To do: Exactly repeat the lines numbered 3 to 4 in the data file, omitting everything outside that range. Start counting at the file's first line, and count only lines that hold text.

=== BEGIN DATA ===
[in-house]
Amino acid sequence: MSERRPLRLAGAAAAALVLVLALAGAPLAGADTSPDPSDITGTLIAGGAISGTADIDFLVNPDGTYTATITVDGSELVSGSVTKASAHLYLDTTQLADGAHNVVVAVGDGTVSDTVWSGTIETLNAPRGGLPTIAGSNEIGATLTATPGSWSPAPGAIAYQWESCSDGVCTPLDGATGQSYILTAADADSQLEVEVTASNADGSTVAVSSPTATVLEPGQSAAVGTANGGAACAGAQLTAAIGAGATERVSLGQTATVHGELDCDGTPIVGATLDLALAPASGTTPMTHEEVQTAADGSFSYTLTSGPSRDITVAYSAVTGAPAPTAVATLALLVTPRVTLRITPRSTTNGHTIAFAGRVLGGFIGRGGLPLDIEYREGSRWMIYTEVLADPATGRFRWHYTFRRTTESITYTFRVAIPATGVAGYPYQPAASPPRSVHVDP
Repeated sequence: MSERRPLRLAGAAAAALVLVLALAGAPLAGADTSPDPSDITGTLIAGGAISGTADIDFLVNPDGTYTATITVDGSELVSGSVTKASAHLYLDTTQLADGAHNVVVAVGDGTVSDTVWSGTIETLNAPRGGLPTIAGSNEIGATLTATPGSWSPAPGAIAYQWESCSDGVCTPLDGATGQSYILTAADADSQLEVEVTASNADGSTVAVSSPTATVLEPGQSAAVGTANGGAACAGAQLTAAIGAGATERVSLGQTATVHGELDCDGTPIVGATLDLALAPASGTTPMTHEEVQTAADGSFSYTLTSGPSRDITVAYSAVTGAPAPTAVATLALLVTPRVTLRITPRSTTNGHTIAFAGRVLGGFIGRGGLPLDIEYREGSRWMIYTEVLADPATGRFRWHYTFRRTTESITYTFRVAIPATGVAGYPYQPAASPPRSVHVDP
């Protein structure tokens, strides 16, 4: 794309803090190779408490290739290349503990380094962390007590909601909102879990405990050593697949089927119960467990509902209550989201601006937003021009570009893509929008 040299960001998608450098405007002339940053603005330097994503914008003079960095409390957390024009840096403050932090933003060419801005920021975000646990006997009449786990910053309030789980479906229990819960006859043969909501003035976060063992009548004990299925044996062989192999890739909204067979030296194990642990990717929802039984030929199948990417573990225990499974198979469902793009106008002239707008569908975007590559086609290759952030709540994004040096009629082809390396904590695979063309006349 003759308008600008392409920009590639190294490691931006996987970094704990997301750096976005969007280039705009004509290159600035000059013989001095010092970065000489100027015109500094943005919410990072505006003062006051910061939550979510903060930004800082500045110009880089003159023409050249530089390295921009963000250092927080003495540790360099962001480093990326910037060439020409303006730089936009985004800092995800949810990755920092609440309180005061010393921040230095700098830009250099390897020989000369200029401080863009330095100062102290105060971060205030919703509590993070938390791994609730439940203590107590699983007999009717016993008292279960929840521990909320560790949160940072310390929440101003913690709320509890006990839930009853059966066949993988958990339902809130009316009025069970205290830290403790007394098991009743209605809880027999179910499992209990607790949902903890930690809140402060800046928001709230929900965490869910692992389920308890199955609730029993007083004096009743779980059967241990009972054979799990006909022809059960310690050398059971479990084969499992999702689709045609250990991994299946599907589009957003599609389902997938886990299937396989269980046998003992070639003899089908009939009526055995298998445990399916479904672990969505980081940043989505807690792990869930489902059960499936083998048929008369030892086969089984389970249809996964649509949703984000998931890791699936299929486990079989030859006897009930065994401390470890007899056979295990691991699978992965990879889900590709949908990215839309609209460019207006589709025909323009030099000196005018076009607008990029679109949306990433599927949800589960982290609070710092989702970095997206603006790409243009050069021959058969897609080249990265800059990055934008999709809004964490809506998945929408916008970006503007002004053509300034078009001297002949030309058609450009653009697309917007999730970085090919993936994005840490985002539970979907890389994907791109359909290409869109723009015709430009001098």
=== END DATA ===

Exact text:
Repeated sequence: MSERRPLRLAGAAAAALVLVLALAGAPLAGADTSPDPSDITGTLIAGGAISGTADIDFLVNPDGTYTATITVDGSELVSGSVTKASAHLYLDTTQLADGAHNVVVAVGDGTVSDTVWSGTIETLNAPRGGLPTIAGSNEIGATLTATPGSWSPAPGAIAYQWESCSDGVCTPLDGATGQSYILTAADADSQLEVEVTASNADGSTVAVSSPTATVLEPGQSAAVGTANGGAACAGAQLTAAIGAGATERVSLGQTATVHGELDCDGTPIVGATLDLALAPASGTTPMTHEEVQTAADGSFSYTLTSGPSRDITVAYSAVTGAPAPTAVATLALLVTPRVTLRITPRSTTNGHTIAFAGRVLGGFIGRGGLPLDIEYREGSRWMIYTEVLADPATGRFRWHYTFRRTTESITYTFRVAIPATGVAGYPYQPAASPPRSVHVDP
């Protein structure tokens, strides 16, 4: 794309803090190779408490290739290349503990380094962390007590909601909102879990405990050593697949089927119960467990509902209550989201601006937003021009570009893509929008 040299960001998608450098405007002339940053603005330097994503914008003079960095409390957390024009840096403050932090933003060419801005920021975000646990006997009449786990910053309030789980479906229990819960006859043969909501003035976060063992009548004990299925044996062989192999890739909204067979030296194990642990990717929802039984030929199948990417573990225990499974198979469902793009106008002239707008569908975007590559086609290759952030709540994004040096009629082809390396904590695979063309006349 003759308008600008392409920009590639190294490691931006996987970094704990997301750096976005969007280039705009004509290159600035000059013989001095010092970065000489100027015109500094943005919410990072505006003062006051910061939550979510903060930004800082500045110009880089003159023409050249530089390295921009963000250092927080003495540790360099962001480093990326910037060439020409303006730089936009985004800092995800949810990755920092609440309180005061010393921040230095700098830009250099390897020989000369200029401080863009330095100062102290105060971060205030919703509590993070938390791994609730439940203590107590699983007999009717016993008292279960929840521990909320560790949160940072310390929440101003913690709320509890006990839930009853059966066949993988958990339902809130009316009025069970205290830290403790007394098991009743209605809880027999179910499992209990607790949902903890930690809140402060800046928001709230929900965490869910692992389920308890199955609730029993007083004096009743779980059967241990009972054979799990006909022809059960310690050398059971479990084969499992999702689709045609250990991994299946599907589009957003599609389902997938886990299937396989269980046998003992070639003899089908009939009526055995298998445990399916479904672990969505980081940043989505807690792990869930489902059960499936083998048929008369030892086969089984389970249809996964649509949703984000998931890791699936299929486990079989030859006897009930065994401390470890007899056979295990691991699978992965990879889900590709949908990215839309609209460019207006589709025909323009030099000196005018076009607008990029679109949306990433599927949800589960982290609070710092989702970095997206603006790409243009050069021959058969897609080249990265800059990055934008999709809004964490809506998945929408916008970006503007002004053509300034078009001297002949030309058609450009653009697309917007999730970085090919993936994005840490985002539970979907890389994907791109359909290409869109723009015709430009001098």